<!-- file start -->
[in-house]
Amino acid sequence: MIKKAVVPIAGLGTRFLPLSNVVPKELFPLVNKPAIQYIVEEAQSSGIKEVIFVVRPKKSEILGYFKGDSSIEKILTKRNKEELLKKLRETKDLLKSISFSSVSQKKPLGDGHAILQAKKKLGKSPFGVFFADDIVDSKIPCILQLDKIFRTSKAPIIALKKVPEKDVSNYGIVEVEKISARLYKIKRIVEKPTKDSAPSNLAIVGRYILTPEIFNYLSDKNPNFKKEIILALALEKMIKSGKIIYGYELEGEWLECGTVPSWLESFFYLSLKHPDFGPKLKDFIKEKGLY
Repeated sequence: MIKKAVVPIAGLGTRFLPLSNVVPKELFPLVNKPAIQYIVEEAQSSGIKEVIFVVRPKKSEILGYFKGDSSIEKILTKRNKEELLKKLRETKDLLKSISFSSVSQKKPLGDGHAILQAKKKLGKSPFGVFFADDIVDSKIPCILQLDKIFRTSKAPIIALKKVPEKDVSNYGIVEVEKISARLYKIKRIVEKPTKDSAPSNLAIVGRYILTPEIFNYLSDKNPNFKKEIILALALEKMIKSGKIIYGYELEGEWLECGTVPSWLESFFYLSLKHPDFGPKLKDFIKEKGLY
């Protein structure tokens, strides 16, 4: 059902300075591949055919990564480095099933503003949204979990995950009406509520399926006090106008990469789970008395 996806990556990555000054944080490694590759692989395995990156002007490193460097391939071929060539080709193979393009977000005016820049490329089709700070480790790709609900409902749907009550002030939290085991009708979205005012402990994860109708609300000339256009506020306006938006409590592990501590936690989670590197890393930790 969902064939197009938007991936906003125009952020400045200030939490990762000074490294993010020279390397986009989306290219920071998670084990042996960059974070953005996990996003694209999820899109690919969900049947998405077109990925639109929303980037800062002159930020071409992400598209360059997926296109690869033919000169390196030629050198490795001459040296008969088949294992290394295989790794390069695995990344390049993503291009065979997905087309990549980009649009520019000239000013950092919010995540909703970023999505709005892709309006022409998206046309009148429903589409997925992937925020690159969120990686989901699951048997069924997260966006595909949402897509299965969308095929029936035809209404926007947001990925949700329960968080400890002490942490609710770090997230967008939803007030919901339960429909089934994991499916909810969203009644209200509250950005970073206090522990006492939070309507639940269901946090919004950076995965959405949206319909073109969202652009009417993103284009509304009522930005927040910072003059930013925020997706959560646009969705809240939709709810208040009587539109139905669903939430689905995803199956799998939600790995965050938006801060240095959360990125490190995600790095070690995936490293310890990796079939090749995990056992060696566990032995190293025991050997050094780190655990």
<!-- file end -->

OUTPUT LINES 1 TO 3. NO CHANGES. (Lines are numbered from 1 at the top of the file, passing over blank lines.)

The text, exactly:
[in-house]
Amino acid sequence: MIKKAVVPIAGLGTRFLPLSNVVPKELFPLVNKPAIQYIVEEAQSSGIKEVIFVVRPKKSEILGYFKGDSSIEKILTKRNKEELLKKLRETKDLLKSISFSSVSQKKPLGDGHAILQAKKKLGKSPFGVFFADDIVDSKIPCILQLDKIFRTSKAPIIALKKVPEKDVSNYGIVEVEKISARLYKIKRIVEKPTKDSAPSNLAIVGRYILTPEIFNYLSDKNPNFKKEIILALALEKMIKSGKIIYGYELEGEWLECGTVPSWLESFFYLSLKHPDFGPKLKDFIKEKGLY
Repeated sequence: MIKKAVVPIAGLGTRFLPLSNVVPKELFPLVNKPAIQYIVEEAQSSGIKEVIFVVRPKKSEILGYFKGDSSIEKILTKRNKEELLKKLRETKDLLKSISFSSVSQKKPLGDGHAILQAKKKLGKSPFGVFFADDIVDSKIPCILQLDKIFRTSKAPIIALKKVPEKDVSNYGIVEVEKISARLYKIKRIVEKPTKDSAPSNLAIVGRYILTPEIFNYLSDKNPNFKKEIILALALEKMIKSGKIIYGYELEGEWLECGTVPSWLESFFYLSLKHPDFGPKLKDFIKEKGLY